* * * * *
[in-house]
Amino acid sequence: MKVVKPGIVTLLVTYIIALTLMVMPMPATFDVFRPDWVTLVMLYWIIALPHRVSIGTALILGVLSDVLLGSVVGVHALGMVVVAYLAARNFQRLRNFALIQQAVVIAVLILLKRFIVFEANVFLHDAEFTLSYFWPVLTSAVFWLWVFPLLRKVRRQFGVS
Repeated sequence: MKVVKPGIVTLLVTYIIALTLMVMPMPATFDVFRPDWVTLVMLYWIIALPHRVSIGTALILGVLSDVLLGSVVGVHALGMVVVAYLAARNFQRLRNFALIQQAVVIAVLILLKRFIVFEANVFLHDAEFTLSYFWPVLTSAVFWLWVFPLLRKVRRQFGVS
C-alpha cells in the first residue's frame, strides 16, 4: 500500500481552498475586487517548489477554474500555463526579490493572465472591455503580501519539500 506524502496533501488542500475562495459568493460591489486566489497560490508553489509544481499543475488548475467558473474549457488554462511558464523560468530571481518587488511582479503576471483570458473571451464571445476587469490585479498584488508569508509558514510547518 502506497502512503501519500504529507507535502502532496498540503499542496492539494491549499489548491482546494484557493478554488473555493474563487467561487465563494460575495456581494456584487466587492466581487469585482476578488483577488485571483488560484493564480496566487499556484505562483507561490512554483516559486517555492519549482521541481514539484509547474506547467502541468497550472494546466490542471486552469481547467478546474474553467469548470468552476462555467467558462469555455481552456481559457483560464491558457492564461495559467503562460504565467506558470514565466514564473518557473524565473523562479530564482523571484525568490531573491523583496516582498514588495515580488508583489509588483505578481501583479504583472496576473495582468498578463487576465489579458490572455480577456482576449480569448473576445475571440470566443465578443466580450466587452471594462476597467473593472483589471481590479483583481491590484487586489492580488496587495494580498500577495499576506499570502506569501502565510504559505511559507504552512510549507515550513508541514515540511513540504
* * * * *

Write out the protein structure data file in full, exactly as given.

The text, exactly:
[in-house]
Amino acid sequence: MKVVKPGIVTLLVTYIIALTLMVMPMPATFDVFRPDWVTLVMLYWIIALPHRVSIGTALILGVLSDVLLGSVVGVHALGMVVVAYLAARNFQRLRNFALIQQAVVIAVLILLKRFIVFEANVFLHDAEFTLSYFWPVLTSAVFWLWVFPLLRKVRRQFGVS
Repeated sequence: MKVVKPGIVTLLVTYIIALTLMVMPMPATFDVFRPDWVTLVMLYWIIALPHRVSIGTALILGVLSDVLLGSVVGVHALGMVVVAYLAARNFQRLRNFALIQQAVVIAVLILLKRFIVFEANVFLHDAEFTLSYFWPVLTSAVFWLWVFPLLRKVRRQFGVS
C-alpha cells in the first residue's frame, strides 16, 4: 500500500481552498475586487517548489477554474500555463526579490493572465472591455503580501519539500 506524502496533501488542500475562495459568493460591489486566489497560490508553489509544481499543475488548475467558473474549457488554462511558464523560468530571481518587488511582479503576471483570458473571451464571445476587469490585479498584488508569508509558514510547518 502506497502512503501519500504529507507535502502532496498540503499542496492539494491549499489548491482546494484557493478554488473555493474563487467561487465563494460575495456581494456584487466587492466581487469585482476578488483577488485571483488560484493564480496566487499556484505562483507561490512554483516559486517555492519549482521541481514539484509547474506547467502541468497550472494546466490542471486552469481547467478546474474553467469548470468552476462555467467558462469555455481552456481559457483560464491558457492564461495559467503562460504565467506558470514565466514564473518557473524565473523562479530564482523571484525568490531573491523583496516582498514588495515580488508583489509588483505578481501583479504583472496576473495582468498578463487576465489579458490572455480577456482576449480569448473576445475571440470566443465578443466580450466587452471594462476597467473593472483589471481590479483583481491590484487586489492580488496587495494580498500577495499576506499570502506569501502565510504559505511559507504552512510549507515550513508541514515540511513540504